Dell customers who wondered why they had to reset their passwords earlier this month learned today that action was taken due to a data breach, a fact it took the company several weeks to disclose.
The computer maker reported today that it detected and disrupted unauthorized activity on Dell.com on Nov. 9, during time which a malicious actor attempted to extract customer information. In a statement, Dell said it has no conclusive evidence that any data was exfiltrated, but there is a possibility the malicious actor was able to obtain names, email addresses and hashed passwords for Dell online store customers.
“Credit card and other sensitive customer information was not targeted. The incident did not impact any Dell products or services,” Dell said in a statement.
The attack was thwarted by countermeasures Dell activated once the illicit activity was noticed, the company said.
Dell's action of resetting passwords without informing the potential victims of the reason why was met with anger by several industry executives.
"This incomprehensible action of mass password reset may damage Dell's reputation of a vendor who cares about information security and privacy. Preventive password reset can certainly be helpful; however, it should be properly accompanied with assuring explanations and transparent next steps," said Ilia Kolochenko, CEO of High-Tech Bridge. However, in this case, "potential victims of the alleged breach are abandoned in the darkness and ambiguity.”
The poor, but common cybersecurity practice where people reuse the same login information over several sites is another reason why the breach notification should have gone out immediately, Kolochenko said. By not doing so, any other site with the same credentials was placed at risk.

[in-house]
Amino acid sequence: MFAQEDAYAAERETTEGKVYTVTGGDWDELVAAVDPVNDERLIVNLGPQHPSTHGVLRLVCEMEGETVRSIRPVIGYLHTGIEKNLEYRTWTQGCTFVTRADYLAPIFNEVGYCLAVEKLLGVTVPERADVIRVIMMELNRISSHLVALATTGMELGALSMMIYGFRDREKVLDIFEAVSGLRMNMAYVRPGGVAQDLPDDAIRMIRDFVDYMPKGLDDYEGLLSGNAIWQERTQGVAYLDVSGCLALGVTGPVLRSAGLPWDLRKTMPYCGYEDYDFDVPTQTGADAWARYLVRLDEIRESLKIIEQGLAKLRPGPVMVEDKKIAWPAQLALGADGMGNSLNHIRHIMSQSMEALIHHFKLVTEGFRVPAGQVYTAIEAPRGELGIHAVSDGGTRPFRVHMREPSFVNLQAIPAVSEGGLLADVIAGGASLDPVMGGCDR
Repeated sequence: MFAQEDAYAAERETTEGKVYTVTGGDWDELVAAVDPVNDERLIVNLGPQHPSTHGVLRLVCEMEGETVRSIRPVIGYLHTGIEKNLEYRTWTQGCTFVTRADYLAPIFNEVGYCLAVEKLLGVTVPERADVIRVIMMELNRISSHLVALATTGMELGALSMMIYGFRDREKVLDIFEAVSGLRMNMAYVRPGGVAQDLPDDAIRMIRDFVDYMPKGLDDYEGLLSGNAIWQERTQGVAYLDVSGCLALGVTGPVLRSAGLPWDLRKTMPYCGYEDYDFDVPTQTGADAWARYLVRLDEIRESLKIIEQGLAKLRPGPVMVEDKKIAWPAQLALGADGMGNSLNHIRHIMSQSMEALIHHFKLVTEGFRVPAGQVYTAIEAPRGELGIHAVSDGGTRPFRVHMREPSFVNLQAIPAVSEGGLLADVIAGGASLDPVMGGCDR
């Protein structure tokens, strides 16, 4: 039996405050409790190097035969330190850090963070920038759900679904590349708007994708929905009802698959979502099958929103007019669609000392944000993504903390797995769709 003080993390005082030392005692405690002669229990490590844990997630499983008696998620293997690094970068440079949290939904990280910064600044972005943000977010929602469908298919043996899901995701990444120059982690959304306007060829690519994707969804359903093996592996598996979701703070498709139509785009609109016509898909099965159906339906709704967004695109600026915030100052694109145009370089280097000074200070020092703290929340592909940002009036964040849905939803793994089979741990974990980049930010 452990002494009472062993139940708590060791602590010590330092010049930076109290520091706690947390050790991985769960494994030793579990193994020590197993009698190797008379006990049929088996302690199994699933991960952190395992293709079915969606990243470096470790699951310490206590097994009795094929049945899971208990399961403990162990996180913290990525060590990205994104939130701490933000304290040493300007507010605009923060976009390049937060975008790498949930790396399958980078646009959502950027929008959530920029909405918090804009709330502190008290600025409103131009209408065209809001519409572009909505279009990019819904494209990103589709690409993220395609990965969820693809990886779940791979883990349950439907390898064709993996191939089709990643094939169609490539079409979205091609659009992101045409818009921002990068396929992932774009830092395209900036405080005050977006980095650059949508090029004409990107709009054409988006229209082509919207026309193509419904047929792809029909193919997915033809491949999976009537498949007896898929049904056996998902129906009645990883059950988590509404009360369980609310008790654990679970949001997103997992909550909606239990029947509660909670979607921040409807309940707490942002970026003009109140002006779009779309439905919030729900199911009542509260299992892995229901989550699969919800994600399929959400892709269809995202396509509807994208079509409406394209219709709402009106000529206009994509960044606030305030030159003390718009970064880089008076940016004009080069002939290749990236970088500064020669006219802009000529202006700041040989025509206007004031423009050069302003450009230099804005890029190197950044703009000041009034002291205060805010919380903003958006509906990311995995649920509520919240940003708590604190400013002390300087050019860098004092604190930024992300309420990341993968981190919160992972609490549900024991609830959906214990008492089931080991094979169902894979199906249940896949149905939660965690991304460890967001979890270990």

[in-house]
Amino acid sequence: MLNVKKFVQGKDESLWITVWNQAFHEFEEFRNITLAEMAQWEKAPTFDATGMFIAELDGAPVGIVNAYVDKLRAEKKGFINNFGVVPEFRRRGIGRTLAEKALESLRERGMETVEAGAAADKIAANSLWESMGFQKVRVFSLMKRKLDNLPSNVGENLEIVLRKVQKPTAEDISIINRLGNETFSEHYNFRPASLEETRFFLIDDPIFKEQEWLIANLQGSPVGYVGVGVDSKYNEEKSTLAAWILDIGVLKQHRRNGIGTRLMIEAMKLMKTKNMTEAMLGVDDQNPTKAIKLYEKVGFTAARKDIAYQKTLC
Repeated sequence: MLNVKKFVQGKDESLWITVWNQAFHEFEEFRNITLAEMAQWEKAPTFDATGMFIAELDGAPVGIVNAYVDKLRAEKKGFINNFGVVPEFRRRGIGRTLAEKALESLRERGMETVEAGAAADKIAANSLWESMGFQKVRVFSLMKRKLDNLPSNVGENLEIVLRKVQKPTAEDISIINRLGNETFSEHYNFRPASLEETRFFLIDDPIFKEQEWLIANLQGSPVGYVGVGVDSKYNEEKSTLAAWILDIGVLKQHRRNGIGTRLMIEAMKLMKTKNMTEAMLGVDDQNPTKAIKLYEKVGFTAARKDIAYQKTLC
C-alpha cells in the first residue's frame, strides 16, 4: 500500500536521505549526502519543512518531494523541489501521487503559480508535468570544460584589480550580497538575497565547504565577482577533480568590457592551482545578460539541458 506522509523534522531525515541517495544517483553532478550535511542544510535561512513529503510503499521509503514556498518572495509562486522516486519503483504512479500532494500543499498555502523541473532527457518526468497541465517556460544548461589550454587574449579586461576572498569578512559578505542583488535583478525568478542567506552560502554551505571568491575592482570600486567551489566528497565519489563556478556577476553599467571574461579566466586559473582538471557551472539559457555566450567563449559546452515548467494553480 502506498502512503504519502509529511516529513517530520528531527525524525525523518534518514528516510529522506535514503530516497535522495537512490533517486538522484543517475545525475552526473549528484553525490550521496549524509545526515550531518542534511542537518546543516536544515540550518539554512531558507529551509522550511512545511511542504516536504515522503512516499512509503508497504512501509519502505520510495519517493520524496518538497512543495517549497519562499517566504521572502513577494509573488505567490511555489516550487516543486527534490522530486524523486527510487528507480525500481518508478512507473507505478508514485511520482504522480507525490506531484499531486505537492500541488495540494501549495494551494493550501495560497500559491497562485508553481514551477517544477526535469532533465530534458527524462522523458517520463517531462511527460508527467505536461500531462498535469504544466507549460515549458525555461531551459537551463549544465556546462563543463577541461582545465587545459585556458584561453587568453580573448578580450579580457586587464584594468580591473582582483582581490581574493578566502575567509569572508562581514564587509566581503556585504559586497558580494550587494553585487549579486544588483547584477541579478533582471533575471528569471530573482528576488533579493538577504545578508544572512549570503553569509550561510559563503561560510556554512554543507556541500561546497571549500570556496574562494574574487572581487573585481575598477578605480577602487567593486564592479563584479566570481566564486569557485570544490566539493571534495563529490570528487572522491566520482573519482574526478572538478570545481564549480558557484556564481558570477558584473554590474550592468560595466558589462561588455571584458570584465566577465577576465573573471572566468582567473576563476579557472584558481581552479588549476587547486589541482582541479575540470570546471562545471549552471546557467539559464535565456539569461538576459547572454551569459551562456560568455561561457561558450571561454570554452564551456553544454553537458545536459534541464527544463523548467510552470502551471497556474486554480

George Wrenn, CEO and founder of CyberSaint Security, called out Dell for seemingly downplaying the value of the data that was endangered.
“Setting an example, it is important for the company to not downplay the effects of a breach concerning personal information -- especially the exposed emails and hashed passwords which can open many doors for cybercriminals,” he said.
Cybercriminals often buy or steal credentials to access other sites where more valuable data might be stored, knowing that customers likely reused these same passwords across multiple accounts. For instance, Dunkin’ Donuts explained in a Nov. 29 statement that this was how some of its customer reward accounts were illegally accessed recently.
Sam Currie, Cybereason’s chief security officer, pointed out that Dell’s message implies two things. First, the intrusion was stopped before it reached any critical customer data and second, that the company is still in the midst of cleaning out its system.
“In general, hackers are rarely just after name, email and [hashed] passwords. They may have wound up with that as a consolation prize, but generally speaking it's cybercriminals who hunt those sorts of things, not nation-states, and it implies they didn’t go deep,” Curry said.